Incidentally, the popularity of the slicked back undercut faded in 2014 to make way for the top knot hairstyle. Since the hair in the slicked back undercut is kept very short with a single hair-clipper length, the transition to a top knot (which benefits from an undercut) was extremely easy, since all you need was a couple of extra months to grow the hair on the top of your head a little longer to tie it as a top knot.
The best hair product for the slicked back undercut is a pomade if you want to keep your slick-back undercut flattened or a styling cream if you want your hair to be loose and dangling in the slicked back undercut.
A surfer-dude hairstyle is a hairstyle that has a relatively-similar length of hair all across the scalp. Once your hair reaches 4 inches in length, you start to style it in a shaggy and tousled manner with a styling wax. You maintain this hairstyle until your hair reaches the minimum length for a man bun which is 8 inches of hair length. You can also side part the hair as it gets longer.
Use the surfer hairstyle to grow a man bun, not a top knot.
A layered haircut allows your hair to have a very similar length all across the scalp, which is what matters if you want to grow a man bun. From a layered haircut, you can pretty much choose any hairstyle that you fancy, although a curtained style works the best with a layered haircut as the hair hangs down and low smoothly; even the mighty middle-parted hairstyle (see the next style) works really well with a layered haircut.
With a layered haircut, you can also part your hair to the side for a side-part hairstyle or a side-swept hairstyle; however, these two side-parted styles aren’t very practical once your hair is longer than 6 inches of length.
Middle part hairstyle
The middle-part hairstyle was the hairstyle of the 1990s. Just like nowadays we have the man bun all over the United States, the same occurred with the middle-part hairstyle in the ’90s; and, not just in the United States, but all of Europe was taken over by the middle-parted style in the ’90s too!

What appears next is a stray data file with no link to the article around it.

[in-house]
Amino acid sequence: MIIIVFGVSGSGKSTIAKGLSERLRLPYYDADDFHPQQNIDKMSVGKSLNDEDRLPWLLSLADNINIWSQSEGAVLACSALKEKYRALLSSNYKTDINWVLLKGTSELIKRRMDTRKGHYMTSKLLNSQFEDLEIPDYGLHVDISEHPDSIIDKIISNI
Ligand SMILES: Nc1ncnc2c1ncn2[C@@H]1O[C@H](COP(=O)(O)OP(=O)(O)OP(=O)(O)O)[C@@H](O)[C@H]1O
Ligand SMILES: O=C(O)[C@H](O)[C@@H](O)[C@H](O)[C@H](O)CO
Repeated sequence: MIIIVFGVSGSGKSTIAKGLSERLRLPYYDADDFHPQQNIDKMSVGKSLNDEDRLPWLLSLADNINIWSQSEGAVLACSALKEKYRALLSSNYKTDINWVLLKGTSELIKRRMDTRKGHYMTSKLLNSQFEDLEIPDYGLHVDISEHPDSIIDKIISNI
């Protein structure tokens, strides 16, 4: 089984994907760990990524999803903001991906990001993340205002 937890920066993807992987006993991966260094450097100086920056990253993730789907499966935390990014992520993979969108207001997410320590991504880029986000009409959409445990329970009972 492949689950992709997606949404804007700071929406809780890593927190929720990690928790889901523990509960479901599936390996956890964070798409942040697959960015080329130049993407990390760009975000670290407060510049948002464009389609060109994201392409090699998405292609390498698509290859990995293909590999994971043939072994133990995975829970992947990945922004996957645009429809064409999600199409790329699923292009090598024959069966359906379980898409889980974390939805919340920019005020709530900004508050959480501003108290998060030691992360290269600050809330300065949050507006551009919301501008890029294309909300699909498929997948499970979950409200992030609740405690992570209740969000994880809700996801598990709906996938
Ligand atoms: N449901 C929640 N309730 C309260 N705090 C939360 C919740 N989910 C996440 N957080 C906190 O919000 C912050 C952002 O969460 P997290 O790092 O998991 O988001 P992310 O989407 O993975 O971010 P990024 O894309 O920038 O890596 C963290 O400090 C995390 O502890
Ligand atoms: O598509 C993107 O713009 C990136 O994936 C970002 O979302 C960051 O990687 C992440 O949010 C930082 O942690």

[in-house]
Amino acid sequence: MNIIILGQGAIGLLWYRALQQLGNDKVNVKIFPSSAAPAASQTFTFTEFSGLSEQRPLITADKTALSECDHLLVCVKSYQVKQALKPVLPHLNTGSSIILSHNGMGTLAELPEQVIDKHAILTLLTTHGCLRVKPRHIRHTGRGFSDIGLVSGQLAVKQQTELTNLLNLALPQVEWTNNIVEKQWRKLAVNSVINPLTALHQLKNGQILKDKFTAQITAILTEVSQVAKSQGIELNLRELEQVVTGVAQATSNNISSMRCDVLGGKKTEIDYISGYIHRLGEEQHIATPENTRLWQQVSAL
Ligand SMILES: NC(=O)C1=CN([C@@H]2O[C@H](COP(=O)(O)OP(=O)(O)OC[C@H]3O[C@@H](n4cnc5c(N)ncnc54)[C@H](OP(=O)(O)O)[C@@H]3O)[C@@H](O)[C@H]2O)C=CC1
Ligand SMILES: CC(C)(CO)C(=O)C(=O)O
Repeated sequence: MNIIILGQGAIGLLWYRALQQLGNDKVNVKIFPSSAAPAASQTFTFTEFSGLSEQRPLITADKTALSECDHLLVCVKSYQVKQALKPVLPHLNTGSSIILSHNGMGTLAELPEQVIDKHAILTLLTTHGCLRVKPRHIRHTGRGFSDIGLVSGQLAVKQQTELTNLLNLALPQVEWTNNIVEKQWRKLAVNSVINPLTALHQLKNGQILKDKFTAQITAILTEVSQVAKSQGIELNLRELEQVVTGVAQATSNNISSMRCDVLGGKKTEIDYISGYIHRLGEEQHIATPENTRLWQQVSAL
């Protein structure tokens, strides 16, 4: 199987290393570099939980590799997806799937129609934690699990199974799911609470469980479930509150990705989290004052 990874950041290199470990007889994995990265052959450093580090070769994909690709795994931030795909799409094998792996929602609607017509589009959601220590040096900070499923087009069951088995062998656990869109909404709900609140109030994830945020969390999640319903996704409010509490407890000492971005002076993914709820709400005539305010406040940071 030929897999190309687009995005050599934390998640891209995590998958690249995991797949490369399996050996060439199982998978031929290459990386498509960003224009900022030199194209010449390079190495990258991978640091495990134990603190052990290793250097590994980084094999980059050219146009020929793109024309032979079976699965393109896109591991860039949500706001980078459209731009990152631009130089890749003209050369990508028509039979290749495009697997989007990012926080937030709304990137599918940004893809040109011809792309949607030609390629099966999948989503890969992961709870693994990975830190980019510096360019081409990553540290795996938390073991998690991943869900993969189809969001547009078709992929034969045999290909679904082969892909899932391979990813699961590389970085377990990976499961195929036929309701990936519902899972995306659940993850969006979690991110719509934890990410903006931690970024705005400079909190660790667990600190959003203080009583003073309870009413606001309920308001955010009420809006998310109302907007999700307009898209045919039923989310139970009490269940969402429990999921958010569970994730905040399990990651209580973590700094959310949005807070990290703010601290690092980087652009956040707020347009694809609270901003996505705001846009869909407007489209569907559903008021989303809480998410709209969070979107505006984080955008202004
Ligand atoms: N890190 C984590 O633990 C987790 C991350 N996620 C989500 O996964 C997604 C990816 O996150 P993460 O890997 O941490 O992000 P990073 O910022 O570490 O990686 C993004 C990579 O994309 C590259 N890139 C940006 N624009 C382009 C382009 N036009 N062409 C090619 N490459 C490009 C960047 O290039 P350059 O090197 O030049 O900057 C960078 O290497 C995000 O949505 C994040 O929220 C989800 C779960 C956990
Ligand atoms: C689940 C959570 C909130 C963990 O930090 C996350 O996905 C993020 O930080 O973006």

The middle part hairstyle is a very simple style that, as the name implies, has you parting your hair in the middle. Once your hair reaches 6 inches in length and beyond, your mane will have a tendency to go with gravity and hang down; thus, parting your hair on the middle of your head allows for it to hang down without causing any nuisances (e.g. blocking your eyes). As a bonus tip, all the major TV heartthrobs in the 1990s had a middle part hairstyle; that’s enough of a good reason to sport the hairstyle as your hair gets longer!
You should use the middle-parted hairstyle as you grow a man bun (if you keep all the hair on the scalp at the same length) or a top knot (if you leave the sides and back of your head very short or at a buzz-cut length). You can also use the middle-part hairstyle when your man bun is untied (i.e. your long hair is hanging down). A styling cream is the best type of men’s hair product for the middle-parted hairstyle.
Side swept undercut hairstyle
As I mentioned earlier, a side swept with long hair all across the head (i.e. sides and back included) becomes a very tricky thing. This is mainly because the hair on the sides and back of the head becomes a pain in the behind to keep swept and secured when it is longer than 5 inches in length. However, the hair on the top of the head can remain swept, secured and flat at very long lengths, and this is where the side swept undercut hairstyle comes in.
A side swept undercut is nothing more than having your hair parted at either of your temples (left or right) while the hair on the sides and back of the head remains buzzed at a very-short length with a single hair-clipper length (i.e. a “textbook” undercut haircut).
A side swept undercut is the perfect solution for those of you who work in a very formal environment (e.g. office jobs or corporate jobs). This is because the flattened swept hair looks very formal, even when the hair is at 6 inches of length (which is the minimum length for a top knot). Both the side swept undercut and the slicked back undercut are the best formal hairstyles for those of you wanting to grow your hair long in an office-type environment. And, as with the slicked back undercut, a pomade is the best men’s hair product to use for the side swept undercut.
As said, the side swept undercut is the best hairstyle to grow a top knot. Moreover, since a top knot never exceeds 8 inches on the top of the head, you can continue to use the side swept undercut as a regular hairstyle whenever you don’t feel like tying your hair into a top knot.
Side part with taper haircut
The side part with a taper haircut is the ultimate classic hairstyle for men. The hair is parted at either the left or right temple and the hair on the sides and back of the head is gradually tapered. The hair is combed as vertical as possible to the parted line, describing a smooth and even direction of the hair across the top of the head. Unlike the side swept hairstyle, a side-parted hairstyle leaves some volume on the hair (i.e. it isn’t flattened and slicked as with a side swept style). Ergo, the best products for a side part hairstyle are styling creams, hair gels and hair mousse.